• So forget about platitudes and bad advice – what can I actually do? There are three areas you can focus.The local sentence level, cleanup within a sentence.Stringing sentences together, so that they flow well, one into the otherAnd finally paragraph and document level coherence. These are all HUGE topics, so I’m going to give you a smattering of techniques for 1 and 2. 3 is right out.
  • I don’t usually like introducing jargon around the language and parts of speech, but this one is worth knowing: “Nominalization.”Initialize, the verb, becomes initialization, the abstract noun.Minify, the verb, becomes minification, the abstract noun.Elegant, the adjective, becomes elegance, the abstract noun.Note that some nominalizations have the same form whether they’re an abstract noun or a verb. Like “charge” and “charge”. English is weird.
  • Nominalizations are almost always bad (though they’re not 100% bad! Almost everything in the language serves some useful purpose.) The name of the game is that you nuke nominalizations. As a happy side effect, lots of other good things happen. Most important of all is that it clarifies WHO is acting, which is VERY important for understanding the sentence.
  • Here I have used all my dark powers to intentionally write a very unclear, but still syntactically correct English sentence. Raise your hand when you think you understand what it’s saying.In case you’re wondering, this is an original. Invented by me, for purposes of evil -- not torn from internal corporate documents. But it totally could be.How do we fix this?
  • Where are the abstract nouns? Let’s highlight them.Proposal  propose (verb)Certification  certify (verb). Resilience resilient (adj). Exemption  exempt (verb)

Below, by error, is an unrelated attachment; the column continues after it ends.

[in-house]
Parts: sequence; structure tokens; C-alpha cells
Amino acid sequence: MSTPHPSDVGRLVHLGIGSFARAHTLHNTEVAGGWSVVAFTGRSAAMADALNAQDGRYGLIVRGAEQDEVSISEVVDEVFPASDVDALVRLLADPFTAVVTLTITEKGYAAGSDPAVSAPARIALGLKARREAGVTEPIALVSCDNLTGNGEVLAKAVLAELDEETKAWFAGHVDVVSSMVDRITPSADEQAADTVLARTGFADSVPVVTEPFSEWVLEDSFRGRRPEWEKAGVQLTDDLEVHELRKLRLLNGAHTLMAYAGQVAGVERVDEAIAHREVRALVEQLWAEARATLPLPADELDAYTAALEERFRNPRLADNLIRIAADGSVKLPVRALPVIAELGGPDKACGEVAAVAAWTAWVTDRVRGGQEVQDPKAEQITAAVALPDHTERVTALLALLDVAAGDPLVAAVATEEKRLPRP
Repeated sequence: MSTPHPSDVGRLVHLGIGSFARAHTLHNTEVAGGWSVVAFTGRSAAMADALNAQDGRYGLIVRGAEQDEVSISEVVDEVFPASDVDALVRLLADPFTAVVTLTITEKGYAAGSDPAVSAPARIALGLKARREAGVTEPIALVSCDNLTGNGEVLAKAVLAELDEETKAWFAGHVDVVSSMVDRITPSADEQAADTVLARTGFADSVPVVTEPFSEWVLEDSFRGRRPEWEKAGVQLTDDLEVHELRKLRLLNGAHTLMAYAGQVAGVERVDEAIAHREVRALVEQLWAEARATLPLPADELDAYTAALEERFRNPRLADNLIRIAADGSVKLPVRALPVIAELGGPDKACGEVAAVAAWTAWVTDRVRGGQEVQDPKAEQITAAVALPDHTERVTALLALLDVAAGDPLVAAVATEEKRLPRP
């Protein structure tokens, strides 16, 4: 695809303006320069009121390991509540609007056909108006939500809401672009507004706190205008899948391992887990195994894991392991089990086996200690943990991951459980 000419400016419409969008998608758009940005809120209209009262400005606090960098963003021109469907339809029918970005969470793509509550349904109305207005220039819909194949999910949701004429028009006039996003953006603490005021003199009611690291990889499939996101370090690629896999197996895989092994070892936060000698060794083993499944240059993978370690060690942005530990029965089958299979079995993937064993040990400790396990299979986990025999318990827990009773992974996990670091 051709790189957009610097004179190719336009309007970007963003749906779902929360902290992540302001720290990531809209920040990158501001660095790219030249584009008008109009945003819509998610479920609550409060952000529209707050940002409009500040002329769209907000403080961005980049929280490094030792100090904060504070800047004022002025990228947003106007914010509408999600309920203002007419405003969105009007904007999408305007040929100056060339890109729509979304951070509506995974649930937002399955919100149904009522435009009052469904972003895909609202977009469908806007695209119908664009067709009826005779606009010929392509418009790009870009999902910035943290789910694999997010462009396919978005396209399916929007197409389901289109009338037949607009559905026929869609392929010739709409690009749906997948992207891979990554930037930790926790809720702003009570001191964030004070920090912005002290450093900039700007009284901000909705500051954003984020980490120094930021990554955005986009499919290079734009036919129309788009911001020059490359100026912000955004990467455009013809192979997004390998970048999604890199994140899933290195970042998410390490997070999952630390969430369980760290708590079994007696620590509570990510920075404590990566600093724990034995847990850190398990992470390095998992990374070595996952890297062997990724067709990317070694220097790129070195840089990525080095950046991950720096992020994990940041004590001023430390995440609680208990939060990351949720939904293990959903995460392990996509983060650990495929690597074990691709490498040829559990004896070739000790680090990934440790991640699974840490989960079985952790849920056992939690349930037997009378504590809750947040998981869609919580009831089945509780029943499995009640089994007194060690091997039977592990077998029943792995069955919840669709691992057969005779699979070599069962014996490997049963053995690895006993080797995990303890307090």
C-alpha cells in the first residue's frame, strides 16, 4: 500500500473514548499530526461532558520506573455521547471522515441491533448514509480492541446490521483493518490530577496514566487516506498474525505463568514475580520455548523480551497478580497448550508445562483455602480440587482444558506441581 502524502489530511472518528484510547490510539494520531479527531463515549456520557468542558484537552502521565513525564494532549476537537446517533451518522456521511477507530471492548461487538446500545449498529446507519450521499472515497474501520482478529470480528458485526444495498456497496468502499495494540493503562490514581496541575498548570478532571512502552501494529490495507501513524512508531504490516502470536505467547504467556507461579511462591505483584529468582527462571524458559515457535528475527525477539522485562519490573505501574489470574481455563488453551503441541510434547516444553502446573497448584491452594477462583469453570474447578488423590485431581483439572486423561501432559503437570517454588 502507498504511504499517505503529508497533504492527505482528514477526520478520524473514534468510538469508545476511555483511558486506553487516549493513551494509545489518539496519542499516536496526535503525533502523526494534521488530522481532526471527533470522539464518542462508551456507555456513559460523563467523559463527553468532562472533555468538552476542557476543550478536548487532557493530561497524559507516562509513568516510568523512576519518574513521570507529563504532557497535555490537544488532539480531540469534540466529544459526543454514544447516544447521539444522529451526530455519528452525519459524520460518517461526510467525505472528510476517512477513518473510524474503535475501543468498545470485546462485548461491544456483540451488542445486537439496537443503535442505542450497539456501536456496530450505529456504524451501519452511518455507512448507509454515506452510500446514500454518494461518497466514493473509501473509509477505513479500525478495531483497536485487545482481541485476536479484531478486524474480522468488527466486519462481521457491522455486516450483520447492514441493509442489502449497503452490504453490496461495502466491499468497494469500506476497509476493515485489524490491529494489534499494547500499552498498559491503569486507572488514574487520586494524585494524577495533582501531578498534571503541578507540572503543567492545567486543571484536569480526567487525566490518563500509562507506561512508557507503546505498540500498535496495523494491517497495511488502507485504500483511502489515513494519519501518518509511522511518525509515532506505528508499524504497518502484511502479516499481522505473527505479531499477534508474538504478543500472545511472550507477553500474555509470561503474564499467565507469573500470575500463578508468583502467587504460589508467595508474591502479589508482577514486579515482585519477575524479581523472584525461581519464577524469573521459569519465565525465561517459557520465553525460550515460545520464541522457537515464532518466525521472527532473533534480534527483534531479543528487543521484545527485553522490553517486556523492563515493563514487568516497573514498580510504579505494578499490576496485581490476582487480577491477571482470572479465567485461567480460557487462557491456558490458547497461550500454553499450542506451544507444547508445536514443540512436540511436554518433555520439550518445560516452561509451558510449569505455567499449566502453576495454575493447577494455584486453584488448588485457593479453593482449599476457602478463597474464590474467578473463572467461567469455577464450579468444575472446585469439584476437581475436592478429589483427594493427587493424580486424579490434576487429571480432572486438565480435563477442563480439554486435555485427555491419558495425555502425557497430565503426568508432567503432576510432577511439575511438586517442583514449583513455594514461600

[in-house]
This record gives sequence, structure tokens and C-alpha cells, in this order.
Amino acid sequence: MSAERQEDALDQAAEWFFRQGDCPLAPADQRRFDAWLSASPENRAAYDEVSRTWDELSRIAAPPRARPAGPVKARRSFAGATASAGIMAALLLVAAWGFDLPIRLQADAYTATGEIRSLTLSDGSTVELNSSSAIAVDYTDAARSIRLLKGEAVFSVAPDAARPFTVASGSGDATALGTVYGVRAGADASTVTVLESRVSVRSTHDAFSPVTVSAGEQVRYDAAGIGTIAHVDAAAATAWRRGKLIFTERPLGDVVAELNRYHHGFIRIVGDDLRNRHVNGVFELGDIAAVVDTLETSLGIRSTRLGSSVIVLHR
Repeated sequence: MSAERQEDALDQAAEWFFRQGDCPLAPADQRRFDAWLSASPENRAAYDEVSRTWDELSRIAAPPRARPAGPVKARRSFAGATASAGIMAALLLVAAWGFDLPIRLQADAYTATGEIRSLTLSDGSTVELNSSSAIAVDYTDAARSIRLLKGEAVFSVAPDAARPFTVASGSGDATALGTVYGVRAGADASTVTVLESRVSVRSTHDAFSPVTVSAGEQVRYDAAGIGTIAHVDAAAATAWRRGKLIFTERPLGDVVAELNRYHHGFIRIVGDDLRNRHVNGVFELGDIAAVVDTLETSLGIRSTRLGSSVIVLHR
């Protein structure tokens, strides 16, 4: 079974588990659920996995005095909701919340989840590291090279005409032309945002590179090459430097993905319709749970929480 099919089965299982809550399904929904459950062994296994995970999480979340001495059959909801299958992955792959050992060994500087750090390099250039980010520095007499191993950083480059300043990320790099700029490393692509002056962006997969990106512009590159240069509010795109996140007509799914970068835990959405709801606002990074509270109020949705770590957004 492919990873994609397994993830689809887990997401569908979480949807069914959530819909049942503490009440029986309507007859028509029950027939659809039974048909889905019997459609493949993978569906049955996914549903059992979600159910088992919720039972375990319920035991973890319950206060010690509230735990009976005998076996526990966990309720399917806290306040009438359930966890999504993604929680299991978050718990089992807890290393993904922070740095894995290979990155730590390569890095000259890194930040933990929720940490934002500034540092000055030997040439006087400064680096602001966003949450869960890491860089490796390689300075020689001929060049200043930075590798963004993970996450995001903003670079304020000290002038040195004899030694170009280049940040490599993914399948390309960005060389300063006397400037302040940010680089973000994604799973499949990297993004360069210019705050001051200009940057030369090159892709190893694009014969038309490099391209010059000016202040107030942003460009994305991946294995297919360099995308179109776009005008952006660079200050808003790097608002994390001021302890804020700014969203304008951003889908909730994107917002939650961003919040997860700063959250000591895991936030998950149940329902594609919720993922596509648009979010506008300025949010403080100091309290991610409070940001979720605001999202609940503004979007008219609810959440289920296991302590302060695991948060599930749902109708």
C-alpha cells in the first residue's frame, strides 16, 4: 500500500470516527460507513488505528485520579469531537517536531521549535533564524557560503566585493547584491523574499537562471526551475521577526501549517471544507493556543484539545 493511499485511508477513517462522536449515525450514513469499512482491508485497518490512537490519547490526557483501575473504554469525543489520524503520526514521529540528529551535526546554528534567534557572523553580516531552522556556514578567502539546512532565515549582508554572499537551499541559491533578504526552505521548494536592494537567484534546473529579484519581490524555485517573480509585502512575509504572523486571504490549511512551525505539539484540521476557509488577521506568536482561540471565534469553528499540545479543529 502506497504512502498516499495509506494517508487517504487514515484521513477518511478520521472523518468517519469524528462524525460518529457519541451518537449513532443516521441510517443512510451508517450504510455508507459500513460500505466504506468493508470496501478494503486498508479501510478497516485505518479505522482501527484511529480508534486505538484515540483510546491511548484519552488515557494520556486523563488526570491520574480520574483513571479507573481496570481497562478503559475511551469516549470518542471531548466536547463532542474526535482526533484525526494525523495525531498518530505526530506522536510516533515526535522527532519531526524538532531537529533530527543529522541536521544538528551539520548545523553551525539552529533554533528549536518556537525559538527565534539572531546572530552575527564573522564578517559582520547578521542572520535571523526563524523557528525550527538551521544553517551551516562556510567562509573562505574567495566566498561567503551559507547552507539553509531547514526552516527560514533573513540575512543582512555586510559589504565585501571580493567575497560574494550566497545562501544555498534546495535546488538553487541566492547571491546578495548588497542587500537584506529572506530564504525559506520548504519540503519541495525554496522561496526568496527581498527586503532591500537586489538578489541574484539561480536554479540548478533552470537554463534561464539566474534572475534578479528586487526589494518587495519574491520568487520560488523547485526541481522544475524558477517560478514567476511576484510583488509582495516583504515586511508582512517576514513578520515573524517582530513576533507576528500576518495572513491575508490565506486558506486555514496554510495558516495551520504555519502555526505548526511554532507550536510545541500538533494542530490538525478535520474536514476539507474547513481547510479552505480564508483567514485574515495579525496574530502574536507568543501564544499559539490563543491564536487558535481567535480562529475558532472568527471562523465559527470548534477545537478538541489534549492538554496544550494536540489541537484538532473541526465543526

• Make these changes, and the sentence almost magically unscrambles itself. As you convert abstract nouns to verbs and adjectives, you are FORCED to identify who is doing what.I converted four words, and added a fifth verb, “ask,”, to make things more clear. Read the sentence again. Does it make sense? (Flip back to the previous slide.)
  • Here is a handy little table. English sentences (generally) have the structure subject, verb, object. That’s the nature of the beast, that’s the fixed part.What’s variable is what the subject and verb actually are. That’s very much under your control. Mess that up, and the sentence becomes much harder to read.
  • What’s a character? They come in several flavors…Instrumental agents are tricky, they’re when the agent is an instrument of something or someone else. Common in academic prose or when citing works. You can make the actual agent appear. “WE study.”
  • So the key is to reveal the missing characters. Highlight who they are and what they are doing. The keynote sentence – who is speaking? Who is he or she speaking to? Add those characters and the structure emerges. Dav Glass. The audience. It’s still not a very good sentence, but it’s a lot better because it’s at least easier to track what is happening.The policy sentence – that’s classic bureaucratese. That’s how the sentence would look if you made it clear who the character was.
  • Here are some strategies for eliminating tricky nominalizations.An empty verb is a verb that doesn’t really connote a strong action. Like “has”. “The team has no expectation that it will ship on the deadline.” It’s clear who the subject is, “the team,” but the action is murky.So here we have a nominalization, and it’s the object of the sentence. “Has” is the weak verb that joins the subject to the object. But we can fix this. Change to “expect” – a strong concrete verb that can replace the “has”. Now the action is clear. And the sentence is shorter.
  • Same problem, an empty verb, but now what if the nominalization is in the subject, rather than the object? Here the object is the same (YUI Attribute performance), but we’re going to fix up the subject. Discussion becomes the verb discussed. Then we find a new subject – who is it? We.
  • Little bit of a special case, a nominalization that follow, “There is,” or some variation. Here the solution is basically the same as the previous slide. Leave the object alone. Convert the nominalization and find a better subject. The humidity. Degraded. The hardware. Boom.
  • As experienced engineers, you should be really suspicious of black-and-white rule. “You must NEVER do X” or “You must ALWAYS do Y.” There are very few aspects of the language I’m aware of that are totally 100% useless. Most of the time you do want to eliminate nominalizations, but they are a handy tool.